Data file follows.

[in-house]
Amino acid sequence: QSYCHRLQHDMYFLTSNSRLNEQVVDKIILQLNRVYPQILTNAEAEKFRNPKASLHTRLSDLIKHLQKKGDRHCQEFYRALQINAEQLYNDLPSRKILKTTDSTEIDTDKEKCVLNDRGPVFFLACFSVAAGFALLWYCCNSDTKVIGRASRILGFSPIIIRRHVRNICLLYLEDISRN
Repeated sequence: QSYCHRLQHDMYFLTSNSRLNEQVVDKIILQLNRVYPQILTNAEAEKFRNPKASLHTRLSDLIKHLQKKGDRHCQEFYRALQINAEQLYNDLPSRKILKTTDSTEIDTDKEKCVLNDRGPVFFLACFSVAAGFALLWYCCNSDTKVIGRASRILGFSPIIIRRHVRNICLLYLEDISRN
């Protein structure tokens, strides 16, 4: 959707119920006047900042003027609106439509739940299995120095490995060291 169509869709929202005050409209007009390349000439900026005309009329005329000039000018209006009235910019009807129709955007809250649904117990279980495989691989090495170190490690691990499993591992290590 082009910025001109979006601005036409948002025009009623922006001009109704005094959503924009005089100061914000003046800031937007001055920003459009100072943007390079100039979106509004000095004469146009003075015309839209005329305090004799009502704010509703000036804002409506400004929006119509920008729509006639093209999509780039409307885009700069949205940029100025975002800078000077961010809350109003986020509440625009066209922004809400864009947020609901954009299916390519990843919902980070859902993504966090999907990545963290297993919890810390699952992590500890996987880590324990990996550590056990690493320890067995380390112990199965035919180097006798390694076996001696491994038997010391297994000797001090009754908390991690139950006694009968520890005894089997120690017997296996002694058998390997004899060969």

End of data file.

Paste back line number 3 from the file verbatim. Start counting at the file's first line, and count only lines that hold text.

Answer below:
Repeated sequence: QSYCHRLQHDMYFLTSNSRLNEQVVDKIILQLNRVYPQILTNAEAEKFRNPKASLHTRLSDLIKHLQKKGDRHCQEFYRALQINAEQLYNDLPSRKILKTTDSTEIDTDKEKCVLNDRGPVFFLACFSVAAGFALLWYCCNSDTKVIGRASRILGFSPIIIRRHVRNICLLYLEDISRN